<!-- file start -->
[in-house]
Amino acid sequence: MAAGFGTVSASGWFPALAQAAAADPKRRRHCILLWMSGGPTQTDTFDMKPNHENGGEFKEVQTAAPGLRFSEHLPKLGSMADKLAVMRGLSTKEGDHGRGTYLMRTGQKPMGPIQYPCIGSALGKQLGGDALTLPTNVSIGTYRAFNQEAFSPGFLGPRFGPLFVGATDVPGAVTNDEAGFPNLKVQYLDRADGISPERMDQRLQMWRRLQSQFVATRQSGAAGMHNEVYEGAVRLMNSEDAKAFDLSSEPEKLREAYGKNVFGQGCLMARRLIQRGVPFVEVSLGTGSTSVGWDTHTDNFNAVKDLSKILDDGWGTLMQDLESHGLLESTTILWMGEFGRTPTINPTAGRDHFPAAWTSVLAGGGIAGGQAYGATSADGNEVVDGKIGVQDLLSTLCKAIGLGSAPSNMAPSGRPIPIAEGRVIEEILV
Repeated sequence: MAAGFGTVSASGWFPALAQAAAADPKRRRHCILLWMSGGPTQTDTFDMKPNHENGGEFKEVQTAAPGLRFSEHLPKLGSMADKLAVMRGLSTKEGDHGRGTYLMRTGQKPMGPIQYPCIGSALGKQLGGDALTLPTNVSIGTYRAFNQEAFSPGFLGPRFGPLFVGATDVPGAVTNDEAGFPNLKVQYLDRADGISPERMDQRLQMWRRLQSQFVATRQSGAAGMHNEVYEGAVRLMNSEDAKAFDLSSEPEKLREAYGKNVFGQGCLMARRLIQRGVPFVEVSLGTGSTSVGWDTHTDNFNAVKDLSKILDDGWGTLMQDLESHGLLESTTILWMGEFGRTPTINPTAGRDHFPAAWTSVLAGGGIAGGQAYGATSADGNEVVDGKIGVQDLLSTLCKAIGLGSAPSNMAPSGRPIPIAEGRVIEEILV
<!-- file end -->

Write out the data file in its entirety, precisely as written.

[in-house]
Amino acid sequence: MAAGFGTVSASGWFPALAQAAAADPKRRRHCILLWMSGGPTQTDTFDMKPNHENGGEFKEVQTAAPGLRFSEHLPKLGSMADKLAVMRGLSTKEGDHGRGTYLMRTGQKPMGPIQYPCIGSALGKQLGGDALTLPTNVSIGTYRAFNQEAFSPGFLGPRFGPLFVGATDVPGAVTNDEAGFPNLKVQYLDRADGISPERMDQRLQMWRRLQSQFVATRQSGAAGMHNEVYEGAVRLMNSEDAKAFDLSSEPEKLREAYGKNVFGQGCLMARRLIQRGVPFVEVSLGTGSTSVGWDTHTDNFNAVKDLSKILDDGWGTLMQDLESHGLLESTTILWMGEFGRTPTINPTAGRDHFPAAWTSVLAGGGIAGGQAYGATSADGNEVVDGKIGVQDLLSTLCKAIGLGSAPSNMAPSGRPIPIAEGRVIEEILV
Repeated sequence: MAAGFGTVSASGWFPALAQAAAADPKRRRHCILLWMSGGPTQTDTFDMKPNHENGGEFKEVQTAAPGLRFSEHLPKLGSMADKLAVMRGLSTKEGDHGRGTYLMRTGQKPMGPIQYPCIGSALGKQLGGDALTLPTNVSIGTYRAFNQEAFSPGFLGPRFGPLFVGATDVPGAVTNDEAGFPNLKVQYLDRADGISPERMDQRLQMWRRLQSQFVATRQSGAAGMHNEVYEGAVRLMNSEDAKAFDLSSEPEKLREAYGKNVFGQGCLMARRLIQRGVPFVEVSLGTGSTSVGWDTHTDNFNAVKDLSKILDDGWGTLMQDLESHGLLESTTILWMGEFGRTPTINPTAGRDHFPAAWTSVLAGGGIAGGQAYGATSADGNEVVDGKIGVQDLLSTLCKAIGLGSAPSNMAPSGRPIPIAEGRVIEEILV